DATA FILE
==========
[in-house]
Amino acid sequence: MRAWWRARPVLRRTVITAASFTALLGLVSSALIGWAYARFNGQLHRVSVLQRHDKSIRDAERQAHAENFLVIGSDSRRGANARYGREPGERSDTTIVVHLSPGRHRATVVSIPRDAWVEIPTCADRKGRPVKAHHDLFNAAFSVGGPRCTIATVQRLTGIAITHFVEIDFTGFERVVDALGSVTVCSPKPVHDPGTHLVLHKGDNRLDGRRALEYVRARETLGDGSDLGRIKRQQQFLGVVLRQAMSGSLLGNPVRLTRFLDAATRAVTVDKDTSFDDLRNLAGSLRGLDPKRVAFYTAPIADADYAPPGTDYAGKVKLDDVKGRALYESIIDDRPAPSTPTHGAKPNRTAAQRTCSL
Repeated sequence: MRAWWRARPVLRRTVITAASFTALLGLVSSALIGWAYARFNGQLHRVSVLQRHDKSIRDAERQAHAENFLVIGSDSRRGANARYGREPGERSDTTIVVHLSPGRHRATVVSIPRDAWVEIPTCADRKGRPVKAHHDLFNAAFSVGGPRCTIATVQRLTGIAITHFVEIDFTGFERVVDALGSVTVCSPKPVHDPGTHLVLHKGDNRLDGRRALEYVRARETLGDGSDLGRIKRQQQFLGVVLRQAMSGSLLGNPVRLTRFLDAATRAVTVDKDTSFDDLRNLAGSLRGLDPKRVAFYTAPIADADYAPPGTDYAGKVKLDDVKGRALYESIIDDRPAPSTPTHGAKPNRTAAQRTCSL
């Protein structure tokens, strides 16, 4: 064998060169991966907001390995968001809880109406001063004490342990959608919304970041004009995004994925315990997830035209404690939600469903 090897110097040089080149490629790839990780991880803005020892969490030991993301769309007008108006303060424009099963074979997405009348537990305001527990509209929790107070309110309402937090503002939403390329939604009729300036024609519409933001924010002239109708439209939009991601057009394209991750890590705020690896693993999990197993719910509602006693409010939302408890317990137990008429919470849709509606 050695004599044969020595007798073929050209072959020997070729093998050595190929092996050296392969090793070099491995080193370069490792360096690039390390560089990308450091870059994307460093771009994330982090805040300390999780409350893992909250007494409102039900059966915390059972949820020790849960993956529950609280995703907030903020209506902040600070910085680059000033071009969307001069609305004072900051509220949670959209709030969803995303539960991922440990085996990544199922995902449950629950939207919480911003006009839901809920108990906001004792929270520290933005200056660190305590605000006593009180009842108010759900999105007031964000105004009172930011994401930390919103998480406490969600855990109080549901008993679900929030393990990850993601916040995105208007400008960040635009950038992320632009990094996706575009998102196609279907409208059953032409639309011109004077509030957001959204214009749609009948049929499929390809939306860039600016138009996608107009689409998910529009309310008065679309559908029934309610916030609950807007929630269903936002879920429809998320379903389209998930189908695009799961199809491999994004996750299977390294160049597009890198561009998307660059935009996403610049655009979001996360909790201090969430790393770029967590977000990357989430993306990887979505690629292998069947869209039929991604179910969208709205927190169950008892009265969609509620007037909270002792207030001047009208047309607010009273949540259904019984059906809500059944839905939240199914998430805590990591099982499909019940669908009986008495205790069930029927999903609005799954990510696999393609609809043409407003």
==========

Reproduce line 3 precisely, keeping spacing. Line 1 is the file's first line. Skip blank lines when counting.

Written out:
Repeated sequence: MRAWWRARPVLRRTVITAASFTALLGLVSSALIGWAYARFNGQLHRVSVLQRHDKSIRDAERQAHAENFLVIGSDSRRGANARYGREPGERSDTTIVVHLSPGRHRATVVSIPRDAWVEIPTCADRKGRPVKAHHDLFNAAFSVGGPRCTIATVQRLTGIAITHFVEIDFTGFERVVDALGSVTVCSPKPVHDPGTHLVLHKGDNRLDGRRALEYVRARETLGDGSDLGRIKRQQQFLGVVLRQAMSGSLLGNPVRLTRFLDAATRAVTVDKDTSFDDLRNLAGSLRGLDPKRVAFYTAPIADADYAPPGTDYAGKVKLDDVKGRALYESIIDDRPAPSTPTHGAKPNRTAAQRTCSL